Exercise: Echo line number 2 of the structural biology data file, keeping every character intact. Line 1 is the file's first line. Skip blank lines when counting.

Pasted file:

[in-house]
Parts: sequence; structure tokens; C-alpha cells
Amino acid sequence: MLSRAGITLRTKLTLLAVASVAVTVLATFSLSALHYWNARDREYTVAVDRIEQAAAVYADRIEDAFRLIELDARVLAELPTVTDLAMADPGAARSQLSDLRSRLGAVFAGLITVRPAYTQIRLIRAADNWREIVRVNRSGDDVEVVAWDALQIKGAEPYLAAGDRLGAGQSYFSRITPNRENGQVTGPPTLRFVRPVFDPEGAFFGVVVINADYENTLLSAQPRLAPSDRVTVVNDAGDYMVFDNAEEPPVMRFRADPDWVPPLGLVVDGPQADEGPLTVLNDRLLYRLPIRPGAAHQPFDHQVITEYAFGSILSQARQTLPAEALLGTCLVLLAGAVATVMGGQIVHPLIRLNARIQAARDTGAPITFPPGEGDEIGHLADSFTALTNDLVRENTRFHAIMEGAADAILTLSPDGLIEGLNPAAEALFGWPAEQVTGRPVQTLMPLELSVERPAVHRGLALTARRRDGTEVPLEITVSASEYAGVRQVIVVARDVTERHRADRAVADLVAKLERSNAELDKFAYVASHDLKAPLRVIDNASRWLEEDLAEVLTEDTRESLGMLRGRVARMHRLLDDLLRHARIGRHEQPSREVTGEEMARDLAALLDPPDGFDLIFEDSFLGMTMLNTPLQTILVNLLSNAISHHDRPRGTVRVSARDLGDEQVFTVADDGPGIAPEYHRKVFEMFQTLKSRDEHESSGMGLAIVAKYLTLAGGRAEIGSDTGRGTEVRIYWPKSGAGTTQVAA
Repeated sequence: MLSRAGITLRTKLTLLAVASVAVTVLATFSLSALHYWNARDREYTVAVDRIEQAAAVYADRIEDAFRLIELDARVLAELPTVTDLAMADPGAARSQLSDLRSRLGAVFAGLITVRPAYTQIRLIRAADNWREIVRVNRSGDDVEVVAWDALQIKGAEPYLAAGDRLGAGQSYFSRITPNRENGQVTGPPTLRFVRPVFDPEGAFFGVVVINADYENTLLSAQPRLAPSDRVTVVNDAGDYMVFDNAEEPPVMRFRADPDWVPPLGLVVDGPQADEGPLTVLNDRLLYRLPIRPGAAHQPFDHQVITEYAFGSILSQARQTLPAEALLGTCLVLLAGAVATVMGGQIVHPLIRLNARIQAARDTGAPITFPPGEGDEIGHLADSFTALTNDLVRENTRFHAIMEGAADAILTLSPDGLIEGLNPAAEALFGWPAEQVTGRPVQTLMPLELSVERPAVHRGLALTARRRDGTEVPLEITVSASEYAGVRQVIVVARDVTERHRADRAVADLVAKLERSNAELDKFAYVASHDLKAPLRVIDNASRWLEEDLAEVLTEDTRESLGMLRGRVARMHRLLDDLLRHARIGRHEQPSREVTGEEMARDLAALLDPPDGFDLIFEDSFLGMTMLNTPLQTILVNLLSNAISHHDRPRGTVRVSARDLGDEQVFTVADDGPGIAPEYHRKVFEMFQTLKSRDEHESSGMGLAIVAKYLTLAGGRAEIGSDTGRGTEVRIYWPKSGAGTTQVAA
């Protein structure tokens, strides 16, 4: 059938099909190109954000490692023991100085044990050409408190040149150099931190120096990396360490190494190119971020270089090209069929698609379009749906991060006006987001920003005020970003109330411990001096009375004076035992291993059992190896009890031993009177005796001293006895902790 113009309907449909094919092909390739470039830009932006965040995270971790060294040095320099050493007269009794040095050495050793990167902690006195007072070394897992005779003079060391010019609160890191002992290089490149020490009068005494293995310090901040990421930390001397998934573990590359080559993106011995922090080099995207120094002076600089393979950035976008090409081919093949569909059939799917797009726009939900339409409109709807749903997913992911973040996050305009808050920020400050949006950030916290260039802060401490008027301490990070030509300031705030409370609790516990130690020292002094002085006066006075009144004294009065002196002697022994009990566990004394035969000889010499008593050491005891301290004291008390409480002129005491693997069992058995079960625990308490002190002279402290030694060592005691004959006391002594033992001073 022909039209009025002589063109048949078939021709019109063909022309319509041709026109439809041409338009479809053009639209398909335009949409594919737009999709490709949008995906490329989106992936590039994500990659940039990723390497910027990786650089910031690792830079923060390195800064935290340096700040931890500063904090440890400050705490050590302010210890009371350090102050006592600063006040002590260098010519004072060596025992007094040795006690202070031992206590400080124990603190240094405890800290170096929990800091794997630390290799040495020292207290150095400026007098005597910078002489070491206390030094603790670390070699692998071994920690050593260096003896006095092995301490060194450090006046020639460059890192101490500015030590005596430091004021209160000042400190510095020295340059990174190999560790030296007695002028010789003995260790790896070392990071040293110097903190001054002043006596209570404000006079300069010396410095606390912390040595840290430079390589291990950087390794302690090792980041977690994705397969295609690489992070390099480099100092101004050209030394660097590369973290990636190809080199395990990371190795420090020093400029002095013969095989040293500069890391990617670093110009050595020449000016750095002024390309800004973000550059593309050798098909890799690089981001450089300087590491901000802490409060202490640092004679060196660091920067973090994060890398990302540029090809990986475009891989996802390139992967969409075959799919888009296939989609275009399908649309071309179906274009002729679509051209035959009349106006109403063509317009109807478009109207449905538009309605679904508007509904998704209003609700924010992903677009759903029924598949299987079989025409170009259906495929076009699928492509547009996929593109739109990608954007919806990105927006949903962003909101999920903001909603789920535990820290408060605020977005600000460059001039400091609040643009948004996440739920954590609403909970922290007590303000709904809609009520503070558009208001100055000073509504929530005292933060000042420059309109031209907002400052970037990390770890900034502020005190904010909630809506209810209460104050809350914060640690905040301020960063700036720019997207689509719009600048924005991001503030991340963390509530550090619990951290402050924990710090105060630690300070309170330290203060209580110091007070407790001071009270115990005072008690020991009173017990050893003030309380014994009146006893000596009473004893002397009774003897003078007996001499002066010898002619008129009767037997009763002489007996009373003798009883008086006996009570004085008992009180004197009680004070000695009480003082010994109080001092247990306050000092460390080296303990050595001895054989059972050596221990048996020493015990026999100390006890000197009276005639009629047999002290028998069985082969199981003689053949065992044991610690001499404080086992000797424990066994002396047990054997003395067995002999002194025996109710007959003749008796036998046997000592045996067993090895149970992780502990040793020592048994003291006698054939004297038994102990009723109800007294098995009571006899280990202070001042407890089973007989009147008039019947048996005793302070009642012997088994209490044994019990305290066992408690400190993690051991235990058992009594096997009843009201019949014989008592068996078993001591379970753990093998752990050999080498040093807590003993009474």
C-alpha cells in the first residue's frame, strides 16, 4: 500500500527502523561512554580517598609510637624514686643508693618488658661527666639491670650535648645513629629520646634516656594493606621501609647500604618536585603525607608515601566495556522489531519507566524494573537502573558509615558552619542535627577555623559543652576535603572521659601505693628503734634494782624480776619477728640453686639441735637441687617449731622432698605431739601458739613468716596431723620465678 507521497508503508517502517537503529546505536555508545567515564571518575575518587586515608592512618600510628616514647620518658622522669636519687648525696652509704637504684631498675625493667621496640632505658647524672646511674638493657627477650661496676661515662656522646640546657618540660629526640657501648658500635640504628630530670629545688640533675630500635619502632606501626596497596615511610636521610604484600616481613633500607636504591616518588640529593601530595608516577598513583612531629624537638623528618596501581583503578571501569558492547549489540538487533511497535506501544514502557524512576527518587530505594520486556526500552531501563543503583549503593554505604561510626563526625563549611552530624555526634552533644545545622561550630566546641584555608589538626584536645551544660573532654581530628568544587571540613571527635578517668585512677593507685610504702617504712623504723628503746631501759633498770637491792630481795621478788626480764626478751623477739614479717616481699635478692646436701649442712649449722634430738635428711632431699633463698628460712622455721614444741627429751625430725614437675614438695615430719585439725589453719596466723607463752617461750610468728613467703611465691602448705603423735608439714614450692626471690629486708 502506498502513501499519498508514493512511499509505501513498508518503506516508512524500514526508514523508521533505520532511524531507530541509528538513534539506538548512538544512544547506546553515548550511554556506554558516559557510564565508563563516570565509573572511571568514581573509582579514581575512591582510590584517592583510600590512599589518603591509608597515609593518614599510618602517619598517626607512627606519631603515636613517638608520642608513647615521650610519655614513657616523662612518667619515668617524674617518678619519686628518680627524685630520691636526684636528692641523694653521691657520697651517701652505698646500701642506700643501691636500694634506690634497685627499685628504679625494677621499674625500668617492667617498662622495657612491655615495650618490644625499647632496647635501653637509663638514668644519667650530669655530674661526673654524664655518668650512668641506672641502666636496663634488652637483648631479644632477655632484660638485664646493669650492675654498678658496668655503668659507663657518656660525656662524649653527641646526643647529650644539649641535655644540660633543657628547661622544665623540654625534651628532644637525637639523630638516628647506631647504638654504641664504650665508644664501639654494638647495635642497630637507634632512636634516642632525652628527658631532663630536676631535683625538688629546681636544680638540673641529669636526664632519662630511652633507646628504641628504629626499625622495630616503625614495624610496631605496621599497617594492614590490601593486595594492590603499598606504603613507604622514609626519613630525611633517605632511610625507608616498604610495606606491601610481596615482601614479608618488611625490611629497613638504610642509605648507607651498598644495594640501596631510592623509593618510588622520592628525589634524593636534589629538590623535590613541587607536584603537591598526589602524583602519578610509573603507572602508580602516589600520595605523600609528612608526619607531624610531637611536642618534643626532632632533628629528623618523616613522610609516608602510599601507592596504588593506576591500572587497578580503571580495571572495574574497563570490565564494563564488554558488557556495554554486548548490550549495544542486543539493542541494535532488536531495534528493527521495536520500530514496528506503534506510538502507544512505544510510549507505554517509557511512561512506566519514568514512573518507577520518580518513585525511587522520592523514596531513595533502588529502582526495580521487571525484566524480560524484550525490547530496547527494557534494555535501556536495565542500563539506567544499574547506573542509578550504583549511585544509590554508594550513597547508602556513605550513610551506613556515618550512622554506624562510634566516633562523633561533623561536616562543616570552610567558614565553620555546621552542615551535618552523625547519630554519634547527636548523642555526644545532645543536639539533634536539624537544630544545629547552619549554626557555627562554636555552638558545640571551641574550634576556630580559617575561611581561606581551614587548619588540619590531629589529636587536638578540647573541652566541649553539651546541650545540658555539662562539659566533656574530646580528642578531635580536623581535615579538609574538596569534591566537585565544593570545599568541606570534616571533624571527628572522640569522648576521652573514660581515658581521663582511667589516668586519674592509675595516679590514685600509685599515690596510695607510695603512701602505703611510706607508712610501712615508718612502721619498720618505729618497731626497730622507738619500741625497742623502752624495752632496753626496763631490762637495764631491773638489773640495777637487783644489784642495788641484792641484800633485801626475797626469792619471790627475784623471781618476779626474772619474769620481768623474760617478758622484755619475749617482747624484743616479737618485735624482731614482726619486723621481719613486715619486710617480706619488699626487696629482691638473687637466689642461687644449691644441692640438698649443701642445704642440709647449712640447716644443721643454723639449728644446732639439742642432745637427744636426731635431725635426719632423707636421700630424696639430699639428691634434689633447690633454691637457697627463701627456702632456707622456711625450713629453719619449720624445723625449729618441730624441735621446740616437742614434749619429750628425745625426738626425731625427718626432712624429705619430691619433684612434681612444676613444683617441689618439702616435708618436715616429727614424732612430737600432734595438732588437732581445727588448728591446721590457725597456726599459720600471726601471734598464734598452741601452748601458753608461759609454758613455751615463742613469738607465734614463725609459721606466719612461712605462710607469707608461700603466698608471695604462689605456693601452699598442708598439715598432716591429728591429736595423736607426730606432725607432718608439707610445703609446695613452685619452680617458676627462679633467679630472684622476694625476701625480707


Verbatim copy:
Parts: sequence; structure tokens; C-alpha cells